by Doron Zeilberger
[Appeared in the Program of the Award Ceremony at the Joint Math Meeting at Baltimore, Jan. 8, 1998, and in the Notices of the AMS, v.45, no. 4, (April 1998), 504-508.].
[Generic Thanks and Expressions of Astonishment.]
On 11:05 PM, Dec. 24 (sic!) 1988, Herb Wilf called me up, and with Wilfian enthusiasm, told me how the beautiful one-line proofs of certain classical identities, generated by my beloved computer, Shalosh B. Ekhad, could be made even prettier, and how to obtain as a bonus, a `dual identity', that is often much more interesting than the one originally proved. Thus was born WZ theory.
WZ theory has taught me that computers, by themselves, are not yet capable of creating the most beautiful math. Conversely, humans do much better math in collaboration with computers. More generally, combining different and sometimes opposite approaches and viewpoints will lead to revolutions. So the moral is: Don't look down on any activity as inferior, because two ugly parents can have beautiful children, and a narrow-minded or elitist attitude will lead nowhere.
We live in the great age of the democratization of knowledge, and even of that elitist ivory-tower called mathematics. Whoever would have believed, thirty years ago, that a 1988 Steele prize would go to Rota for his work in `combinatorics' (a former slum), and whoever would have believed ten years ago that a 1998 Steele prize would go to W and Z for their work on `binomial coefficients identities' (hitherto a slum squared).
The computer-revolution, and especially the World Wide Web, is quickly making mathematics accessible and enjoyable to many more people. Especially commendable are the wonderful website of Eric Weisstein's `Eric Treasure Troves', Steve Finch's pages on mathematical constants, the Sloane-Plouffe On-Line Encyclopedia of Integer Sequences, Simon Plouffe's `Inverse Symbolic Calculator', and St. Andrews University's MacTutur site on the history of mathematics.
It is very important to make information, in particular mathematical, freely accessible. The pioneering, and extremely successful, Electronic J. of Combinatorics, created by Herb Wilf in 1994, should be emulated. It is very regrettable that the American Mathematical Society has subscription-only electronic journals, and that the electronic versions of its paper journals are only available to paper-subscribers. It is a disgrace that MathSciNet is only viewable for paying customers, thereby making its contents unsearchable by public search-engines.
On the positive side, the AMS has been very efficient in taking advantage of the electronic revolution, and the free ERA-AMS, under the leadership of Svetlana Katok, is a real gem!
I am really happy, not only for myself and Herb, but also because of the recognition that the field of hypergeometric series (alias binomial- coefficients identities) is hereby granted. There are so many giants on whose shoulders we are standing. Guru Dick Askey, q-Guru George Andrews, and Guru Don Knuth who preached the gospel from the continuous and discrete sides. Sister Celine Fasenmyer, a non-standard, yet very tall, giant. Hacker Bill Gosper who deserves this prize even more, and many others.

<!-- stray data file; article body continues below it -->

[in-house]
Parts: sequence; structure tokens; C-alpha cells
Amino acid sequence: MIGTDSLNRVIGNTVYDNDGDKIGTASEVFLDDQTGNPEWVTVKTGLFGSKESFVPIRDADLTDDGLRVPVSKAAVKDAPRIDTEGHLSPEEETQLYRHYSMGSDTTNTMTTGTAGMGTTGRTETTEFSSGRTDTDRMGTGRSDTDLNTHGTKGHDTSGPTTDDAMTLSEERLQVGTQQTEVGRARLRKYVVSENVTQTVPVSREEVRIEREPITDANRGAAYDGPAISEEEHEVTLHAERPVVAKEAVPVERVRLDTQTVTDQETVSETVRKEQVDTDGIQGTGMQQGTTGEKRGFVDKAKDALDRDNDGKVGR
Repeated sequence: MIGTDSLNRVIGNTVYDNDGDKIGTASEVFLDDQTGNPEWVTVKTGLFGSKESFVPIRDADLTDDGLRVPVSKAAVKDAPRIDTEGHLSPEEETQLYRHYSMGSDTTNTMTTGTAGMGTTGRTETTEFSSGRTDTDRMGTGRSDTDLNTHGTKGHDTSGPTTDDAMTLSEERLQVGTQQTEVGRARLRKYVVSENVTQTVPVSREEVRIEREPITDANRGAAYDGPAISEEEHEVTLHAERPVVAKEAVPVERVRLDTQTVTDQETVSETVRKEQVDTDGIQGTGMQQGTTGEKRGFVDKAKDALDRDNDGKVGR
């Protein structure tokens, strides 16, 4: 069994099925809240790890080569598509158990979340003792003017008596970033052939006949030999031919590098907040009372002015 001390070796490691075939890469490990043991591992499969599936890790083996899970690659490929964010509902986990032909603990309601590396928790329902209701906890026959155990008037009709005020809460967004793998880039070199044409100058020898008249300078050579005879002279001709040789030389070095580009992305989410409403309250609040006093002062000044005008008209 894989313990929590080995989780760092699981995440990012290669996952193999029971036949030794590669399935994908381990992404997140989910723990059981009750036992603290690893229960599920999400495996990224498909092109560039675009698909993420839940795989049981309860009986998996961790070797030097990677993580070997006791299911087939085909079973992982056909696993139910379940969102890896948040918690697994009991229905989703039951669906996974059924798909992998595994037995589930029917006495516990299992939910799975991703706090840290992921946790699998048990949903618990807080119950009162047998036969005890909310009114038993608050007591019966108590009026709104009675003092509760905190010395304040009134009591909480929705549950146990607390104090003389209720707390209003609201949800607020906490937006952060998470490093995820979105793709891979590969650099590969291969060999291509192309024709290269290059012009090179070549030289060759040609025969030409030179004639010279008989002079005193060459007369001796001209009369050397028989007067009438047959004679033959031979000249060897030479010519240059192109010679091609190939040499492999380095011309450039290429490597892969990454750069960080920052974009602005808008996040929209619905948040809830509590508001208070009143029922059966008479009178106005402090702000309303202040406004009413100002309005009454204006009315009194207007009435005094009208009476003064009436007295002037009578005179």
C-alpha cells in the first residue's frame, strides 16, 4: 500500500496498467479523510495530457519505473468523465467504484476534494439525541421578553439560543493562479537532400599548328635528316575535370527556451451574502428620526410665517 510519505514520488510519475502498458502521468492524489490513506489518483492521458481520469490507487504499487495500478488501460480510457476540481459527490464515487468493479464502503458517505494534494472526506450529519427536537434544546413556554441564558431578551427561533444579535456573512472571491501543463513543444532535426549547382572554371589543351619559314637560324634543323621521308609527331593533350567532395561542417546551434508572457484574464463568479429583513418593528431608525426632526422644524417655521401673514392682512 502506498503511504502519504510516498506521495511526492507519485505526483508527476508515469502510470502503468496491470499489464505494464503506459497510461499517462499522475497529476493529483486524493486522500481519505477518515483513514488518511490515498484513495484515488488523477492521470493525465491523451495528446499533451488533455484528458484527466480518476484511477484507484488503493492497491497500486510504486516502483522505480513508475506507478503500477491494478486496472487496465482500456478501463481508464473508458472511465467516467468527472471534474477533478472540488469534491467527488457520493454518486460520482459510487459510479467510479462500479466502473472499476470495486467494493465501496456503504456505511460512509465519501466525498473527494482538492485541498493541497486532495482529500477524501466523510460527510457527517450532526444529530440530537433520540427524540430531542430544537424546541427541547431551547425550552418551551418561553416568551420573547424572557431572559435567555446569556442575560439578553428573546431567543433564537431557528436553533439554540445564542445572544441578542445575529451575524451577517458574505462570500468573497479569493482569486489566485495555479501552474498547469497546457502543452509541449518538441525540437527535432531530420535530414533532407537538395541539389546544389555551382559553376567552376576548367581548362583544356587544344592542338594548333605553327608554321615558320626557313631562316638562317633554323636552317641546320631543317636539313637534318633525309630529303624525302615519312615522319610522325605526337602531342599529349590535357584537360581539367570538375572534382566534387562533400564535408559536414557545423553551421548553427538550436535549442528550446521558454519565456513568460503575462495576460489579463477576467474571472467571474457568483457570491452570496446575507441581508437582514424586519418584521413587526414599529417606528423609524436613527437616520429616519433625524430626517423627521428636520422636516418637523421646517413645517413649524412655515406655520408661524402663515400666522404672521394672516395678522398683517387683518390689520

I should also mention our collaborators in this area: Gert Almkvist and Marko Petkovsek, and the beautiful work of Tewodros Amdeberhan, Frederic Chyzak, J. Hornegger, Bruno Gauthier, Ira Gessel, Wolfram Koepf, Christian Krattenthaler, John Majewicz, Istvan Nemes, John Noonan, Sheldon Parnes, Peter Paule, Helmut Prodinger, Craig Orr, Axel Riese, Bruno Salvy, Marcus Schorn, Volker Strehl, Nobuki Takayama, P. Verbaeten, Kurt Wegschaider, and Lily Yen.
Finally, I must mention my main influencers, in roughly chronological order. My terrific seventh-grade math teacher, Devorah Segev, ( her reply ) and my great eighth-grade history teacher (and principal), Matityahu Pines. My cousin Mati Weiss, who showed me Joe Gillis's `Gilyonot leMatematika'. Joe Gillis, who in my early teens, first made me into a mathematician through his `Gilyonot leMatematika'. My advisor, Harry Dym, who initiated me into research. My god-advisor, Dick Duffin, who discretized me. Leon Ehrenpreis, who dualized me. Joe Gillis (again!) who deranged me. Gian-Carlo Rota who umbralized me. Dick Askey, who hypergeometrized me. George Andrews who q-ified me. Herb Wilf (the same Herb!) who combinatorized me. Dominique Foata, who bijectified me. Jet Wimp, who asymptotized me. Xavier Viennot, who Schutzenbergerized me. Marco Schutzenberger, who formalized me. Bruno Buchberger, who basically standarized [grobnerized] me. Gert Almkvist who integralized me, and Pierre Cartier, who Bourbakised me. Let them all be blessed!
In 1979 he married Jane D. LeGrange (Ph.D., Physics, Illinois, 1980, currently at Lucent Tech. Bell Labs). Their children are Celia (b. 1983), Tamar (b. 1986), and Hadas (b. 1990).
In Jan. 1996 he delivered the second Gillis memorial lecture at the Weizmann Institute.
Including this Steele prize, his earnings-to-date from mathematical prizes are 2600 US dollars ((1/2)(4000)+ 500 [MAA's 1990 L.R. Ford award] + (1/2)50 [from Dick Askey and George Andrews, for a proof of the q-Dyson conjecture, joint with Dave Bressoud] + (1/2)50 [from Dick Askey for a proof of the G2 case of Macdonald's conjecture, shared with Laurent Habsieger]+ 50 [from Dick Askey, for a proof of the G2-dual case of Macdonald's conj.], 10 bottles of wine [from Xavier Viennot for a certain tree-bijection], and one book [from Mark Pinsky, for a `calculus problem'].
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